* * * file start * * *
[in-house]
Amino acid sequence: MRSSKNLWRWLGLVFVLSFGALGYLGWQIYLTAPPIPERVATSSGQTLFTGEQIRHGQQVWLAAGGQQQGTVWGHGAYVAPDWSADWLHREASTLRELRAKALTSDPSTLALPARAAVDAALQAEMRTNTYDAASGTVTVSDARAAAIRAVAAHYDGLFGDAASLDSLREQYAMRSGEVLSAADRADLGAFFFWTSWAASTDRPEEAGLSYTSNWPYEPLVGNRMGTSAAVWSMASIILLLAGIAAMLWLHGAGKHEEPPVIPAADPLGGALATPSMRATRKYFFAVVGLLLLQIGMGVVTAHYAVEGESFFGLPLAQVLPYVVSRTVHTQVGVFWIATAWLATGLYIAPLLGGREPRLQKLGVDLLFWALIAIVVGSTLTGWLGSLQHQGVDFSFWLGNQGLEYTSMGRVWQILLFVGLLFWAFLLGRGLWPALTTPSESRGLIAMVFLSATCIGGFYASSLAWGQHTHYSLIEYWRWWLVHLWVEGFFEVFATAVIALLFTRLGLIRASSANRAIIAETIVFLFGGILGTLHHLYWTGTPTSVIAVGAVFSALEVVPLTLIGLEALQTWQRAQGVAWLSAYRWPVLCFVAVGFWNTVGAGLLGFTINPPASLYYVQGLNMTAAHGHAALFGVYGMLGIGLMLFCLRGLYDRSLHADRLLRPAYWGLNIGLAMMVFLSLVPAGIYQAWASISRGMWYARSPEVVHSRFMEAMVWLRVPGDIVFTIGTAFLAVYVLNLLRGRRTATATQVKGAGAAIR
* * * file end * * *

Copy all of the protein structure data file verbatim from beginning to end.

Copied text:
[in-house]
Amino acid sequence: MRSSKNLWRWLGLVFVLSFGALGYLGWQIYLTAPPIPERVATSSGQTLFTGEQIRHGQQVWLAAGGQQQGTVWGHGAYVAPDWSADWLHREASTLRELRAKALTSDPSTLALPARAAVDAALQAEMRTNTYDAASGTVTVSDARAAAIRAVAAHYDGLFGDAASLDSLREQYAMRSGEVLSAADRADLGAFFFWTSWAASTDRPEEAGLSYTSNWPYEPLVGNRMGTSAAVWSMASIILLLAGIAAMLWLHGAGKHEEPPVIPAADPLGGALATPSMRATRKYFFAVVGLLLLQIGMGVVTAHYAVEGESFFGLPLAQVLPYVVSRTVHTQVGVFWIATAWLATGLYIAPLLGGREPRLQKLGVDLLFWALIAIVVGSTLTGWLGSLQHQGVDFSFWLGNQGLEYTSMGRVWQILLFVGLLFWAFLLGRGLWPALTTPSESRGLIAMVFLSATCIGGFYASSLAWGQHTHYSLIEYWRWWLVHLWVEGFFEVFATAVIALLFTRLGLIRASSANRAIIAETIVFLFGGILGTLHHLYWTGTPTSVIAVGAVFSALEVVPLTLIGLEALQTWQRAQGVAWLSAYRWPVLCFVAVGFWNTVGAGLLGFTINPPASLYYVQGLNMTAAHGHAALFGVYGMLGIGLMLFCLRGLYDRSLHADRLLRPAYWGLNIGLAMMVFLSLVPAGIYQAWASISRGMWYARSPEVVHSRFMEAMVWLRVPGDIVFTIGTAFLAVYVLNLLRGRRTATATQVKGAGAAIR